Local teen author, Malavika Kannan of Sanford, uses writing as a tool for change.
Some kids covertly eat candy in their rooms. Others may put dirty laundry under their beds. For Seminole High School senior Malavika Kannan, her secret was a love of writing – a passion she hid until recently.
“In sixth grade, I wrote a draft of a book,” Malavika says. “It just wasn’t something I told anyone about.”
Many of Malavika’s stories have been fairy-tale spinoffs. She is a fan of the Harry Potter series and the Inkheart fantasy trilogy by German author Cornelia Funke. But in those kinds of books, Malavika rarely found many main characters like herself, a native of India with brown skin. So, she crafted stories of her own that featured characters to whom she could relate.
One of those stories blossomed into The Bookweaver’s Daughter, Malavika’s new novel that has not only been picked up by a publisher, it’s won a Scholastic National Book Award, as well. The story features a heroine named Reya Kandhari, who becomes a symbol of revolution.
The book’s success means Malavika’s secret life as a writer is no longer a secret.
Reading work from authors such as Nobel Prize winner Toni Morrison, who wrote Beloved and Song of Solomon, Malavika realized that books – even works of fiction – can be more than just entertaining. She learned that literature could do more than just tell a story. It could also be representational, perhaps even provoke real social change.
Malavika began writing The Bookweaver’s Daughter in earnest during her sophomore year at Seminole. While many books feature a white, male hero for whom a romance with a female character is the ultimate goal, The Bookweaver’s Daughter puts a female friendship front and center.
Malavika sent the book out to about 100 publishers, she estimates. About 40 responded.
Malavika accrued “a stack of rejections,” she says, though some publishers did make helpful suggestions. Finally, Indiana-based Tanglewood Publishing accepted her manuscript and plans to publish The Bookweaver’s Daughter in 2020.
Writing a novel is just one of Malavika’s accomplishments, many of which involve being active in causes near to her heart. She describes herself as “a relentless advocate for female empowerment” and says the book is just one step toward a larger goal.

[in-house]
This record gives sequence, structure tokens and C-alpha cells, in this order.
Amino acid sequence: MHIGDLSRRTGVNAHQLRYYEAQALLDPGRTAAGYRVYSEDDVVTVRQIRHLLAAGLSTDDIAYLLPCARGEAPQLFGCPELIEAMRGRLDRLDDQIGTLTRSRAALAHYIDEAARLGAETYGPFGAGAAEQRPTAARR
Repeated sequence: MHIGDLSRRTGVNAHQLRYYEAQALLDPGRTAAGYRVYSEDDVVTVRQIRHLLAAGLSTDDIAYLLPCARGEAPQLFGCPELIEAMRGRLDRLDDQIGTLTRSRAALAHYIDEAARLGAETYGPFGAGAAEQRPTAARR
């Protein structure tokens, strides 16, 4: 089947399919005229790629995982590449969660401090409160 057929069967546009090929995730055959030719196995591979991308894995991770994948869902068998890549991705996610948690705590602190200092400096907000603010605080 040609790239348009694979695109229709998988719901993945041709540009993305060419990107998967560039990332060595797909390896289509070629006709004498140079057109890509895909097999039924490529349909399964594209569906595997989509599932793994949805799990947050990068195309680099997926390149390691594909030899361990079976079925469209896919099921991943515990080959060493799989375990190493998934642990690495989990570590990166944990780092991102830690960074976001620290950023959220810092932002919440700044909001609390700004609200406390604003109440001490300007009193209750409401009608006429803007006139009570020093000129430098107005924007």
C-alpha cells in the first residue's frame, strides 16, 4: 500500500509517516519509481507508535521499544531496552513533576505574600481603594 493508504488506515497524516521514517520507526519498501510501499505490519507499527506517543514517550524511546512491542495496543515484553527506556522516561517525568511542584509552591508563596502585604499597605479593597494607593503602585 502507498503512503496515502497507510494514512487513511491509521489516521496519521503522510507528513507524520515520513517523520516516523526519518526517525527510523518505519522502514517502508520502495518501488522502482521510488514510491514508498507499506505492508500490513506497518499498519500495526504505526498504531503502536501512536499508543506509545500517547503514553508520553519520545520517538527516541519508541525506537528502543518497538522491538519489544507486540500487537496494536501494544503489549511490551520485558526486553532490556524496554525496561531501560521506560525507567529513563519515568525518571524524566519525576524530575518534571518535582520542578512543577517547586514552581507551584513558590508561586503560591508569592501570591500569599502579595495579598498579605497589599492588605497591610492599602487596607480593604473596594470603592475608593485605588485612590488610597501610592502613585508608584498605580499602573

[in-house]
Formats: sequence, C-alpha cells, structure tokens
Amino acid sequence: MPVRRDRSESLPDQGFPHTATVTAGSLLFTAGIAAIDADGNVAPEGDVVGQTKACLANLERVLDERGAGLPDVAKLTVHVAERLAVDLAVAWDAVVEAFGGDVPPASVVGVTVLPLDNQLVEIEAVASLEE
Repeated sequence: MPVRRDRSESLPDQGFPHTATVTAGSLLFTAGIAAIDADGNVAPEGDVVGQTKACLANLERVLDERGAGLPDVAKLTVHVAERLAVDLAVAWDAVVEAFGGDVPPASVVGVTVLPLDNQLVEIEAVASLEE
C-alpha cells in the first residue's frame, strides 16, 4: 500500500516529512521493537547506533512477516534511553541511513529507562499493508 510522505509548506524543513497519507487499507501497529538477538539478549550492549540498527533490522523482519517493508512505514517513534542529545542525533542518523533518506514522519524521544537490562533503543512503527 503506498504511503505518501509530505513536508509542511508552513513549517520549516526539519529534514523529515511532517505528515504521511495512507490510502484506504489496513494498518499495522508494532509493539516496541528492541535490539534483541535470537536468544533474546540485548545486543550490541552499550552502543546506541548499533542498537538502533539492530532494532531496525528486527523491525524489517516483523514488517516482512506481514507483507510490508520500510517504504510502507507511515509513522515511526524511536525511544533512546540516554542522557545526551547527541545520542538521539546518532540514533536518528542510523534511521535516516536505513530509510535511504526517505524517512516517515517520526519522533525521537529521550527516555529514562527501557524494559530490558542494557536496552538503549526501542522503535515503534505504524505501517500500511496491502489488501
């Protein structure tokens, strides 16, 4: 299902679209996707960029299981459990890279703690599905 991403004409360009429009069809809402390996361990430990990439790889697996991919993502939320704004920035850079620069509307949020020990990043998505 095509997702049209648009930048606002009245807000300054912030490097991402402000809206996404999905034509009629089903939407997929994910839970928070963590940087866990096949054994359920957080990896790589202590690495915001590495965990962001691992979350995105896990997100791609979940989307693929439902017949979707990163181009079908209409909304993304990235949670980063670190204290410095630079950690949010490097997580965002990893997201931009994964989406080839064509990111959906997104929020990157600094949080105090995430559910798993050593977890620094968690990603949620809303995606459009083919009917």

In May of 2018, Malavika founded an online group, The Homegirl Project, for teenage women of color around the world. Today, 17 countries are represented. The group’s member-writers interview and share stories of empowered women, with a goal of empowering one another.
One Homegirl member, for example, interviewed and wrote about Pakistani labor activist Syeda Ghulam Fatima, on the subject of ending bonded labor work in the brick kiln industry. A Boston teen interviewed a city councilor on the need for diversity in politics. Another piece profiles a former teenage mom who helps lead a Chicago social-service agency.
“They are all women of color changing the game in some way,” Malavika says of The Homegirl Project’s writers and their subjects. “It’s using storytelling as a way of changemaking.”
Next for The Homegirl Project, Malavika plans one-on-one mentorships between women to discuss things like career topics, for example.
With her book and The Homegirl Project as platforms for expression, Malavika hopes to use her voice to improve the world around her.
On a trip back to India in 2014, she visited a rural school run by the charity Ekal Vidyalaya. The one-teacher school operates on about a dollar a day, Malavika says, but it makes an invaluable difference in the lives of children. Malavika wanted to find a way to help, so she started Artsy Hearts, which hosts fundraising arts classes to benefit Ekal Vidyalaya. So far, Malavika has raised enough to support nine schools in remote Indian villages.
While waiting for her novel to be published, Malavika stays busy with advocacy around the world. In addition to running Artsy Hearts and The Homegirl Project, she traveled to Washington, D.C., in January as a member of the national Women’s March Youth Empower Cohort.
“My main love is real-world advocacy,” Malavika says, and she doesn’t plan to keep it a secret anymore.
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